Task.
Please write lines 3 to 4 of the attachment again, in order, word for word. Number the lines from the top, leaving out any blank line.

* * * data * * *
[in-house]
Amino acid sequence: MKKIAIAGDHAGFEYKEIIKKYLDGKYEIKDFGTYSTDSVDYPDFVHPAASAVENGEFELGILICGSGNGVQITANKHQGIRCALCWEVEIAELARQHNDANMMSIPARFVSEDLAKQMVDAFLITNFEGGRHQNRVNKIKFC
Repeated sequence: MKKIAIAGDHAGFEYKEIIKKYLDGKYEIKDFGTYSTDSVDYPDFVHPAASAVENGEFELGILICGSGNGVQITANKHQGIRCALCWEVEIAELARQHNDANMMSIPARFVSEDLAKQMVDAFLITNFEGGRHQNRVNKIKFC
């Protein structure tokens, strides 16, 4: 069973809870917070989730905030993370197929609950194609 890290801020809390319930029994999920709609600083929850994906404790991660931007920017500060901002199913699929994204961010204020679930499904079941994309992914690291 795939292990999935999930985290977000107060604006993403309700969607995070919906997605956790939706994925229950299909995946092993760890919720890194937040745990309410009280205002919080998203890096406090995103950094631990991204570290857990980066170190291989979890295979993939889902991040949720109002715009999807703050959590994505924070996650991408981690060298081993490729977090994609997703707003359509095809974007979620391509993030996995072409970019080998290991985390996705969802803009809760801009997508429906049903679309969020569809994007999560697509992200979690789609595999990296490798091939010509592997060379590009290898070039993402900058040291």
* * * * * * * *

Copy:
Repeated sequence: MKKIAIAGDHAGFEYKEIIKKYLDGKYEIKDFGTYSTDSVDYPDFVHPAASAVENGEFELGILICGSGNGVQITANKHQGIRCALCWEVEIAELARQHNDANMMSIPARFVSEDLAKQMVDAFLITNFEGGRHQNRVNKIKFC
């Protein structure tokens, strides 16, 4: 069973809870917070989730905030993370197929609950194609 890290801020809390319930029994999920709609600083929850994906404790991660931007920017500060901002199913699929994204961010204020679930499904079941994309992914690291 795939292990999935999930985290977000107060604006993403309700969607995070919906997605956790939706994925229950299909995946092993760890919720890194937040745990309410009280205002919080998203890096406090995103950094631990991204570290857990980066170190291989979890295979993939889902991040949720109002715009999807703050959590994505924070996650991408981690060298081993490729977090994609997703707003359509095809974007979620391509993030996995072409970019080998290991985390996705969802803009809760801009997508429906049903679309969020569809994007999560697509992200979690789609595999990296490798091939010509592997060379590009290898070039993402900058040291």